Please be conscious of any safety issues regarding these activities. It may be advisable to avoid any instruments which contain mercury.


It is no good to try to stop knowledge from going forward. Ignorance is never better than knowledge - Enrico Fermi. 

Nothing is better than reading and gaining more and more knowledge - Stephen William Hawking.


#67 2018-01-11 00:30:49

Registered: 2005-06-28
Posts: 23,579

Re: Miscellany

56) Malic Acid

Malic acid is a component of many of the foods that we eat daily. Although it is found as a naturally occurring organic compound in various fruits, many choose to take malic acid supplements to increase their overall health, as well as treat various maladies. Today, the acid is most commonly used as a food additive and preservative. It is a mild and relatively harmless acid when used in appropriate amounts. As a food supplement, it is generally considered beneficial for health and is present in large amounts in apple juices. As when taking any supplement, however, you should not exceed the recommended amounts for consumption.

Benefits of Malic Acid

Pain Reduction

One of its most commonly touted benefits is its ability to help reduce pain. For this reason, it is frequently used by those who suffer from fibromyalgia and chronic fatigue system. Those who take it for this reason have reported reduced muscle soreness and pain. Although it takes several days of consistent consumption for the supplement to take full effect, it can start to reduce pain as quickly as 48 hours after your first supplement.

Energy Boost

In addition to providing reduced pain, it is also said to provide increased energy. This is another side effect enjoyed by sufferers of chronic fatigue syndrome and fibromyalgia. Those who have it as a supplement to their diet, especially those who suffer from these conditions, have experienced a significant reduction in fatigue, giving them a much-needed boost of energy.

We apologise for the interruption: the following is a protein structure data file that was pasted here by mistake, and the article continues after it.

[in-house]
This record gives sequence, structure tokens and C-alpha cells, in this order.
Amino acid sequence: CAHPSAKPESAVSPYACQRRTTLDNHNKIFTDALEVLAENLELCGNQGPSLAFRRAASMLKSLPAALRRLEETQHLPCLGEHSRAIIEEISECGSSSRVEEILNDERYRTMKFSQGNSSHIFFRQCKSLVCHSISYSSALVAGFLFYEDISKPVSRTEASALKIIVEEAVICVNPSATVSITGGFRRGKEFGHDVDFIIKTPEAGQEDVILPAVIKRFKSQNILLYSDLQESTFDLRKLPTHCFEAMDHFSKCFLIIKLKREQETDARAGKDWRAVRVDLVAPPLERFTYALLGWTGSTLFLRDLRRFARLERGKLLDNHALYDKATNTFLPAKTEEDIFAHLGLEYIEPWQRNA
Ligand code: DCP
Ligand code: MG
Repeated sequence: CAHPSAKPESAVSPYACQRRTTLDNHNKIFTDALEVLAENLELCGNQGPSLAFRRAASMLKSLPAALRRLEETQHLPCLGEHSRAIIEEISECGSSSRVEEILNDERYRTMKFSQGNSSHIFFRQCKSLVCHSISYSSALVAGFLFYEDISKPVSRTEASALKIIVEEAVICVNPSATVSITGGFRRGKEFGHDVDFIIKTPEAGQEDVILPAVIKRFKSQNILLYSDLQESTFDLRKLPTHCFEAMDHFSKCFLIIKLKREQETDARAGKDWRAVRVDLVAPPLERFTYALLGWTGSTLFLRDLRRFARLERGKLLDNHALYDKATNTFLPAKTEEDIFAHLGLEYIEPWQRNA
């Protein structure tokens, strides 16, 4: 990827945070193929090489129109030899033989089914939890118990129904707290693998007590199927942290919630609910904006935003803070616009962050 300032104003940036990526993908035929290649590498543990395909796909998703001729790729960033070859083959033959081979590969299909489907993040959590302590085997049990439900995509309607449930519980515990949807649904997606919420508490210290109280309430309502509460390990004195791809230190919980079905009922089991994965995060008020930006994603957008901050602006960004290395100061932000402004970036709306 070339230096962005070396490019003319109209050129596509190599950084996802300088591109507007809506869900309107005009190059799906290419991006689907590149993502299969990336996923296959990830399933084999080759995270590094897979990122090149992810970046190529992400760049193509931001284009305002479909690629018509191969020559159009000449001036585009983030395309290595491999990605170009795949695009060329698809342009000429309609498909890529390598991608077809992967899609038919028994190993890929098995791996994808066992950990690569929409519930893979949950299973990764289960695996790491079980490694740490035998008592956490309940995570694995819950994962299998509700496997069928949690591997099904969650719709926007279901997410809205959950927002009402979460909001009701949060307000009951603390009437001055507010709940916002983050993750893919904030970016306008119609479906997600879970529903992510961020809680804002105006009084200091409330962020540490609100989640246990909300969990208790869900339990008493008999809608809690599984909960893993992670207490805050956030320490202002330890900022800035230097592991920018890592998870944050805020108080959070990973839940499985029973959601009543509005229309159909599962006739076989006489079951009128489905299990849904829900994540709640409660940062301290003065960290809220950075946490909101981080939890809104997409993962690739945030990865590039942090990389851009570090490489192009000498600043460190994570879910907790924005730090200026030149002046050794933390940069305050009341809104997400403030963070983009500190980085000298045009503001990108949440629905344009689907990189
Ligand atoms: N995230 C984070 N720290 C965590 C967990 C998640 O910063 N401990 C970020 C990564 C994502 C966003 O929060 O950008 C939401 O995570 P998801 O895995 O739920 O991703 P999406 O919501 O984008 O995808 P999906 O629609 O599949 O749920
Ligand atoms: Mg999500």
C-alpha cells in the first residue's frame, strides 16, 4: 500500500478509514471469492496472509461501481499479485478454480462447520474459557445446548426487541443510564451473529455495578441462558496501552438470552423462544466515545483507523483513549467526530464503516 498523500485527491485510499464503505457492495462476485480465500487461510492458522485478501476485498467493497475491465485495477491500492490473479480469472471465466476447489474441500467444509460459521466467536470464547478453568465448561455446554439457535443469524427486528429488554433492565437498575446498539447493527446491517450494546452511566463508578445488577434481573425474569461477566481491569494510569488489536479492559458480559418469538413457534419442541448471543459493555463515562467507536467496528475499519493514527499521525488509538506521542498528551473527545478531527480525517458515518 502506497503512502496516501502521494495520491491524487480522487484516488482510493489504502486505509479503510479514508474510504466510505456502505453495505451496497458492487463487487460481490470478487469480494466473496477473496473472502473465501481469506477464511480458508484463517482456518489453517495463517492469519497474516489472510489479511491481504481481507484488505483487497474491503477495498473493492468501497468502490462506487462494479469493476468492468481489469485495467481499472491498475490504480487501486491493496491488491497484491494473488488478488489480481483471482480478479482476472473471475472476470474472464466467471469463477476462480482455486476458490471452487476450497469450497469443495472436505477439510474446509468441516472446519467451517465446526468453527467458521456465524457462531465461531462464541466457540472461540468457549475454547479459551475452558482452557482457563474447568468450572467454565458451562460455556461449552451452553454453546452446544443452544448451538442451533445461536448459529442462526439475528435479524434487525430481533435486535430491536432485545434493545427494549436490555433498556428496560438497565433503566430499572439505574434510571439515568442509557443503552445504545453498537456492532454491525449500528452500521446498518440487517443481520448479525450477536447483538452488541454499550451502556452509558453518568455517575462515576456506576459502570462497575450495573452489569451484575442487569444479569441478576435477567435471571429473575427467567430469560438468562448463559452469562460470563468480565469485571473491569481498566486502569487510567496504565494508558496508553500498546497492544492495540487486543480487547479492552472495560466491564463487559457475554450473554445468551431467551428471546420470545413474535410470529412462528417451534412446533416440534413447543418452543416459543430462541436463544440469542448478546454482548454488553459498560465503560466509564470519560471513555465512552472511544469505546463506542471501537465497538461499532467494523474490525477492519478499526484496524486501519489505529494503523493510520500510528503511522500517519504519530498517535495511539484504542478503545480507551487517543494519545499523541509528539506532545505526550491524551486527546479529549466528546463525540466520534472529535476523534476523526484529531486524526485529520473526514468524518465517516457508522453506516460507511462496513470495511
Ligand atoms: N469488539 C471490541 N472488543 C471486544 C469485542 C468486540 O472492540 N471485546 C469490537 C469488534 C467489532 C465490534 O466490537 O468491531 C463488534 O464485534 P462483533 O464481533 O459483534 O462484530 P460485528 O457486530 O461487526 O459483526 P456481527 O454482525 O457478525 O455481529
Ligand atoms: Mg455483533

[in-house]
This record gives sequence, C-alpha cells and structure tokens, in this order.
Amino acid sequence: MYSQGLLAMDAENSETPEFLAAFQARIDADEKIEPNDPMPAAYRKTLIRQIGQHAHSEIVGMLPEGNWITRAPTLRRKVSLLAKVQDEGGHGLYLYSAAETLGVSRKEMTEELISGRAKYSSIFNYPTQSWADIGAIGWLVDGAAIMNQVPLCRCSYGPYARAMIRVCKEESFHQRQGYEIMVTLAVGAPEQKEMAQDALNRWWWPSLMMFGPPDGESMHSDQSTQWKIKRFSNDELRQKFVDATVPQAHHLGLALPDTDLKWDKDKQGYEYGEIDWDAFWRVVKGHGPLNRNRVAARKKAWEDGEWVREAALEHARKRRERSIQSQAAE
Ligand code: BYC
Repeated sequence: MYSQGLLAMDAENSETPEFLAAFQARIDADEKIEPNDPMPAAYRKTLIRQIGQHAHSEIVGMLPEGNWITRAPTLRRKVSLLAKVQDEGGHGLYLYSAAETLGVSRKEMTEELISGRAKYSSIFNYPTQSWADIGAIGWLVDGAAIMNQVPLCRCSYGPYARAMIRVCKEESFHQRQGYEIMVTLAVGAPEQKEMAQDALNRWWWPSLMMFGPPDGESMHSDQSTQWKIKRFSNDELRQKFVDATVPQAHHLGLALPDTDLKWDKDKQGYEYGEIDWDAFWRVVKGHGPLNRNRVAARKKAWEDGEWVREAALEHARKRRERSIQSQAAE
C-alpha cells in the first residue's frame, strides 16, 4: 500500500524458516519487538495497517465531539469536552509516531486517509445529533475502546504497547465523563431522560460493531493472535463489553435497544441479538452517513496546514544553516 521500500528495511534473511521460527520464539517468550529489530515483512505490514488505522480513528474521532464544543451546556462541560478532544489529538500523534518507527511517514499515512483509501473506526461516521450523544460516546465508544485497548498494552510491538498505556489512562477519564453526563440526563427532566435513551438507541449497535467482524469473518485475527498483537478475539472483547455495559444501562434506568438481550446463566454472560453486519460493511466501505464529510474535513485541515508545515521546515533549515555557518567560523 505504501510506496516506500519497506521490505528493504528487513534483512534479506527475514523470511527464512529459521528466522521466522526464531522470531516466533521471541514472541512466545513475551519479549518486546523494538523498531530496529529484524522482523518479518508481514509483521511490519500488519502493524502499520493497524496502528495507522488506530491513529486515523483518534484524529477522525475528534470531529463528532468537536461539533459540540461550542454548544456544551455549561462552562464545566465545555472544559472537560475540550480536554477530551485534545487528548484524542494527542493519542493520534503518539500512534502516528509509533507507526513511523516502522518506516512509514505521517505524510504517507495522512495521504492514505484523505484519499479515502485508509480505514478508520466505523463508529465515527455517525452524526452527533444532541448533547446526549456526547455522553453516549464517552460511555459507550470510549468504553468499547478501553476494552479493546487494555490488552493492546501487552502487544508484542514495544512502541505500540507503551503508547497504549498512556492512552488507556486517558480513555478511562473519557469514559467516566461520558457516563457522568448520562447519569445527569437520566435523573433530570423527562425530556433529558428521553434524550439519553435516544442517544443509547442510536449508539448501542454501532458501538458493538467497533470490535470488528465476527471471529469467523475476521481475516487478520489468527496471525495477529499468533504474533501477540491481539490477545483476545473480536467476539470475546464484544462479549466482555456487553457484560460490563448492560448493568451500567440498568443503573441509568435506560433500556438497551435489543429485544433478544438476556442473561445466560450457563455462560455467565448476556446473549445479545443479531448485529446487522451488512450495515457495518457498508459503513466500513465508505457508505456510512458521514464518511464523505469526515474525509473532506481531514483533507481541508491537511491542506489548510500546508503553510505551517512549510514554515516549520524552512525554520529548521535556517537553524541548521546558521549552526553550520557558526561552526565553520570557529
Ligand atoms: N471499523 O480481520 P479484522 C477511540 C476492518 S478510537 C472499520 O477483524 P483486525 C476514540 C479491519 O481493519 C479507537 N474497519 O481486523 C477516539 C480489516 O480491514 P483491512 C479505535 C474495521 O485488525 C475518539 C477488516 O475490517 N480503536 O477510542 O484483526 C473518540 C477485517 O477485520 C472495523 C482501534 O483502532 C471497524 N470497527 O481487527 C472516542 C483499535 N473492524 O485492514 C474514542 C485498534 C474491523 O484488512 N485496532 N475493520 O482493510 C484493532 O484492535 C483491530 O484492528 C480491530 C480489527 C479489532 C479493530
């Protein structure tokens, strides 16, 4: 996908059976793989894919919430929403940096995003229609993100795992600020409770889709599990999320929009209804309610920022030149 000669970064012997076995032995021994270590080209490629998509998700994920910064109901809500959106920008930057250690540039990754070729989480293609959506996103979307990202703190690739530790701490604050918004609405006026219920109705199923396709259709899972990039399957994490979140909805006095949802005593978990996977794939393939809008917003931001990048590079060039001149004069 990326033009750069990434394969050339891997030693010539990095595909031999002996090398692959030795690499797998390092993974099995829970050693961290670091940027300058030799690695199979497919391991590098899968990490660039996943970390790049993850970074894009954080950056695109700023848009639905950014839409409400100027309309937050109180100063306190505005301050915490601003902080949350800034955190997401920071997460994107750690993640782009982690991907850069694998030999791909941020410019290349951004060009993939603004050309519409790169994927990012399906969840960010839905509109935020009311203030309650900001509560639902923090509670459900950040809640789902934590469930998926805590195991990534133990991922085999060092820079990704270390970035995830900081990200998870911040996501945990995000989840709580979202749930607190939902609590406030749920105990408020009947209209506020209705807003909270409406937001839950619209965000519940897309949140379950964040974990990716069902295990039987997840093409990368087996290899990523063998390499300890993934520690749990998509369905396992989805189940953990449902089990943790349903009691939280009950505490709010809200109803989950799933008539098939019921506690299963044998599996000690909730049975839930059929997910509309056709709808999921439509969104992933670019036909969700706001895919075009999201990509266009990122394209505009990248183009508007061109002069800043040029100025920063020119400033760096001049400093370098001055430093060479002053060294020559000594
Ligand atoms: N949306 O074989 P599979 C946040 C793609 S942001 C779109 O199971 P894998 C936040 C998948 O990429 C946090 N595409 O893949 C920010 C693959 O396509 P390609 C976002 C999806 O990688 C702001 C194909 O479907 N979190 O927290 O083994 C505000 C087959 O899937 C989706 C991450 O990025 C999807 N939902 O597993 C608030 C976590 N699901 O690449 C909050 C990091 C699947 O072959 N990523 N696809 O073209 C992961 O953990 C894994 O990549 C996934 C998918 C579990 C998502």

Skin Care Benefits

Not only is this acid used in the form of a food supplement, it is also a common additive to skin care products. Malic acid has long been used in skin products for its exfoliating properties. Furthermore, it is able to penetrate the skin more deeply, due to its chemical composition. As a result, products that employ this great supplement can greatly help in improving skin smoothness, pigmentation and complexion. Its superior ability to penetrate the skin makes it an ideal moisturizer for people who have very sensitive skin that does not benefit form typical moisturizers.

In the majority of products it is used in, it functions largely as a pH adjuster. By raising the pH of the skin, this acid helps to facilitate healthy exfoliating, thereby improving the overall health and appearance of the area that you are targeting.

Side Effects

Although generally regarded as a very safe and effective supplement, there can be some minor side effects. The most common of these, while uncomfortable, are only experienced by a small number of those who use the supplement. The side effects most frequently experienced include muscle pain, nausea, redness, constipation, swollen skin, chest pain and itching. While annoying, these typically dissipate after a couple days.

While most of the side effects are relatively minor, there are also some more serious side effects, which are very rare. These serious side effects are often more serious forms of their minor counterparts, such as extreme chest tightness. This also includes dangerous events such as allergic reaction, which can lead to difficulty breathing or a completely closed throat. If you experience any of these, seek medical help immediately.

Foods Containing Malic Acid